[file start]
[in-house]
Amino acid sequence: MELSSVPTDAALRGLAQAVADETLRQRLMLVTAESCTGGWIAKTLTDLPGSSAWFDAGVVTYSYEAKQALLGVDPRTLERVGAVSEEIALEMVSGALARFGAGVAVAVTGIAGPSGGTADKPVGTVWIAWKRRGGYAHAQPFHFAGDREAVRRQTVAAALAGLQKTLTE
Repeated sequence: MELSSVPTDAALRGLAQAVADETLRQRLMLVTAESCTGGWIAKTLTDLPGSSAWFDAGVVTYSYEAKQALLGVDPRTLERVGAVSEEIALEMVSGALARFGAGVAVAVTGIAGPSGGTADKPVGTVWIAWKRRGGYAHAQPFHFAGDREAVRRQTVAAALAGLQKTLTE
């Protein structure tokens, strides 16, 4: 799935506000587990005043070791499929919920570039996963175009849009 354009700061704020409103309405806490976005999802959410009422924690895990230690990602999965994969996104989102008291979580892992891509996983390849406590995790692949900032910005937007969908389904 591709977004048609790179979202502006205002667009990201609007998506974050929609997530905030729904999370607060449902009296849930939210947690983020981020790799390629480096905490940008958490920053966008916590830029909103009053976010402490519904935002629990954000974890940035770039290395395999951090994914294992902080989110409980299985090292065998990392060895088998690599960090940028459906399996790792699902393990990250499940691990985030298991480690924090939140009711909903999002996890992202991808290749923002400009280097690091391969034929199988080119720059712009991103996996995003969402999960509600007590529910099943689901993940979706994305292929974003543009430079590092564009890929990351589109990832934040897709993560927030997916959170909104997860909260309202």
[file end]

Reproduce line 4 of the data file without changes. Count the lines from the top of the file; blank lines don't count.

């Protein structure tokens, strides 16, 4: 799935506000587990005043070791499929919920570039996963175009849009 354009700061704020409103309405806490976005999802959410009422924690895990230690990602999965994969996104989102008291979580892992891509996983390849406590995790692949900032910005937007969908389904 591709977004048609790179979202502006205002667009990201609007998506974050929609997530905030729904999370607060449902009296849930939210947690983020981020790799390629480096905490940008958490920053966008916590830029909103009053976010402490519904935002629990954000974890940035770039290395395999951090994914294992902080989110409980299985090292065998990392060895088998690599960090940028459906399996790792699902393990990250499940691990985030298991480690924090939140009711909903999002996890992202991808290749923002400009280097690091391969034929199988080119720059712009991103996996995003969402999960509600007590529910099943689901993940979706994305292929974003543009430079590092564009890929990351589109990832934040897709993560927030997916959170909104997860909260309202």